Dec 3 2013
Every time Susan Fischer sees someone lugging around an oxygen container, she wants to pull them aside and tell them, "It can get better."
Fischer, 65, has severe emphysema, also known as chronic obstructive pulmonary disease (COPD), which is an ongoing and progressive disease that damages the lungs and makes breathing difficult. With her son's wedding coming up and her daughter expecting a baby girl, Fischer was determined to not let her condition slow her down so she underwent a lung volume reduction (LVRS) surgery at Northwestern Memorial Hospital in December 2012. A few months after the procedure, Fisher welcomed her new granddaughter and danced at her son's wedding.
"For the first time in a while I was able to take a deep breath," said Fischer, an Arlington Heights resident. "You have no idea how good that feels."
LVRS is a procedure that removes approximately 20 to 35 percent of the lungs that are damaged by emphysema, allowing the remaining, relatively good lung to expand and work better. Researchers believe that by surgically removing functionally useless tissue, air will be able to move in and out of the remaining lung more quickly. The operation is done through either a breast bone incision or smaller chest incisions using video-assisted thoracic surgical techniques.
"Lung volume reduction surgery is a great option for select patients with severe emphysema," said Malcolm DeCamp, MD, chief of the division of thoracic surgery at Northwestern Memorial Hospital and Northwestern University Feinberg School of Medicine. "This is a surgical option to help people with severe emphysema gain a better quality of life and prolong life."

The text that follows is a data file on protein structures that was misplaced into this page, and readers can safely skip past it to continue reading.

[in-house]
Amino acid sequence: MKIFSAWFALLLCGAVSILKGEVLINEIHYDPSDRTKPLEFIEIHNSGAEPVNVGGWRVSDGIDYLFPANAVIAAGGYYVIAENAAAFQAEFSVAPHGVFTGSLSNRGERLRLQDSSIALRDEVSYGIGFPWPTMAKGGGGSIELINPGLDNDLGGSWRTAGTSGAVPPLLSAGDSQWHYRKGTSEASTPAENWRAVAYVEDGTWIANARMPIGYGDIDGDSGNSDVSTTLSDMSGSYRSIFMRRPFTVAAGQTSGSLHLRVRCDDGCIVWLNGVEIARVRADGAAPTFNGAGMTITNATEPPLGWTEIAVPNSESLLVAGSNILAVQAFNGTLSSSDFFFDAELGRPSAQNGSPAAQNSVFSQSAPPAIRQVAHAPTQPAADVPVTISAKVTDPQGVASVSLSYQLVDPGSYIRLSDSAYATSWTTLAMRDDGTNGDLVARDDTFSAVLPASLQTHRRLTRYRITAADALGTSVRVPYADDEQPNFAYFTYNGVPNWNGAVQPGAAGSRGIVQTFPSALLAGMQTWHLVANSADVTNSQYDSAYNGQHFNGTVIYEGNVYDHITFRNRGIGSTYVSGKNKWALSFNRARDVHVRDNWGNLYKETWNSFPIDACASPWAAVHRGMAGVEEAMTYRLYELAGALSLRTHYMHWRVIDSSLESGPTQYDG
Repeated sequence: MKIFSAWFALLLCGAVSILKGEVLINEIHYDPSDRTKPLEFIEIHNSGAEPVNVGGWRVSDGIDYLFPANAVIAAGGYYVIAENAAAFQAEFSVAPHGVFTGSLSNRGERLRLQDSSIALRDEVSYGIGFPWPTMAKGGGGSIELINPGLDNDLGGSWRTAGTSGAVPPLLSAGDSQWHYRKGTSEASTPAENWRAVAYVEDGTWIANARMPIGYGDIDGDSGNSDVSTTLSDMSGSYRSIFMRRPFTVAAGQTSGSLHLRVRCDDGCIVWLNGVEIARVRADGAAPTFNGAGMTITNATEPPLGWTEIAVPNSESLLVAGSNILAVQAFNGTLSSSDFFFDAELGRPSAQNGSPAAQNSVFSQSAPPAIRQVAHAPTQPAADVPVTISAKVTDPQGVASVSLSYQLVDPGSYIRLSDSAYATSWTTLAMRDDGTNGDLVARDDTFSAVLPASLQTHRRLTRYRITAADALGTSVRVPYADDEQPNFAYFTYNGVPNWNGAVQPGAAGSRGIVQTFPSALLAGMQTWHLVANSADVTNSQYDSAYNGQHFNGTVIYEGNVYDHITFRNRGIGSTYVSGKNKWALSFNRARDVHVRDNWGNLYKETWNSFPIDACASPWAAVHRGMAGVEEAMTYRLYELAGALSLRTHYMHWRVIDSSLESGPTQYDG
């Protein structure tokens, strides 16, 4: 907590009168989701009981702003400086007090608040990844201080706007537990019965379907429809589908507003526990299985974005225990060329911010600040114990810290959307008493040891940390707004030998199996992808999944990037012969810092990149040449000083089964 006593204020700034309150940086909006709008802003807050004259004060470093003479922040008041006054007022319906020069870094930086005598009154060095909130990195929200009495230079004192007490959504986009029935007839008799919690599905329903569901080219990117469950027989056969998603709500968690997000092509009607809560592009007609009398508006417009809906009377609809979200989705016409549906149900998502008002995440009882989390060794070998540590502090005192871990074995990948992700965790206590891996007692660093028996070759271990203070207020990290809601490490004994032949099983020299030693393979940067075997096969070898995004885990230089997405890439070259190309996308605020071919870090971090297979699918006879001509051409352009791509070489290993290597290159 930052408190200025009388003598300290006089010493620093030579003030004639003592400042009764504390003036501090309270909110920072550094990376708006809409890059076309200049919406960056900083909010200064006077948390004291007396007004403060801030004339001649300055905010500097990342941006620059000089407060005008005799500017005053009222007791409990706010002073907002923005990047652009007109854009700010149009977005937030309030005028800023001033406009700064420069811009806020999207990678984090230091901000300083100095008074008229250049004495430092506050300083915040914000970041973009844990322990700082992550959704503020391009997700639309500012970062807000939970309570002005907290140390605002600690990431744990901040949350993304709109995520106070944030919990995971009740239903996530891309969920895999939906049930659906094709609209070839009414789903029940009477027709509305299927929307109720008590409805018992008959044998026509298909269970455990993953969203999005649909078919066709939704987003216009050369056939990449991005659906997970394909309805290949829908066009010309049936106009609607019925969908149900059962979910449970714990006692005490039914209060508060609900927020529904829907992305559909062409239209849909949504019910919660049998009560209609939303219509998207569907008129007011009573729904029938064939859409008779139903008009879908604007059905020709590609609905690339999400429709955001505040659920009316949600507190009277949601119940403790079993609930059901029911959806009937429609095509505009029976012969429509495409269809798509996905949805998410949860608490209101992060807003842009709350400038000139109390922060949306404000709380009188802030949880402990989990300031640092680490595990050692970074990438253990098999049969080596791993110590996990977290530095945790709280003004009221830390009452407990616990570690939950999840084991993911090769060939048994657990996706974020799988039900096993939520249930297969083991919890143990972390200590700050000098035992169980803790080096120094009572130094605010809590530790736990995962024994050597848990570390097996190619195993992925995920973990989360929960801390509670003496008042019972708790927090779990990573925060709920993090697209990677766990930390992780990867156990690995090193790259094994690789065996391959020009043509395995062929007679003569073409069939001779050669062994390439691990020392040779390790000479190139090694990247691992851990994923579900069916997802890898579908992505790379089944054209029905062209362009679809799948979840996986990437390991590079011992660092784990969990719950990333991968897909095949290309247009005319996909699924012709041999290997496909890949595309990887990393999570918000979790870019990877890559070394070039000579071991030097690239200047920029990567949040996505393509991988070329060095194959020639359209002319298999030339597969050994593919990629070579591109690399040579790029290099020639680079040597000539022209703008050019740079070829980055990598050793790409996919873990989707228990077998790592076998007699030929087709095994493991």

COPD is the third leading cause of death in the United States, only behind heart disease and cancer; 12 million Americans are diagnosed with COPD. Currently, the only studied interventions that prolong life for patients with severe COPD are supplemental oxygen in people with low oxygen levels and LVRS in appropriately selected individuals. For patients like Fisher even simple tasks such as walking short distances can leave them breathless – an activity as physically demanding as dancing is impossible for many.
"Before this procedure, every single day was difficult," Fischer said. "If it was too windy I couldn't go outside. I had to take my oxygen everywhere; I even had to wear it in the shower. But now, I don't get as tired. I'm not as breathless. I had a whole weekend where I didn't have to use oxygen."
Despite making a major difference for patients suffering from COPD, lung volume reduction surgery isn't done very often in the United States, said Ravi Kalhan, MD, director of the asthma and COPD program at Northwestern Memorial.
"Although there is sometimes a perception that we have limited treatment options for COPD, the ones we do have, including inhaled medications, programs of rehabilitative exercise, and in appropriately selected patients LVRS can make a huge difference in a person's quality of life," said Kalhan, who is also an associate professor of medicine at the Feinberg School. "Susan was the ideal candidate for lung volume reduction surgery. She has severe COPD, but she is extremely motivated to do whatever it takes to improve her quality of life."
"The most important message to people living with COPD is that this is a treatable condition," Kalhan said. "With continued research, treatment options for these patients will continue to improve."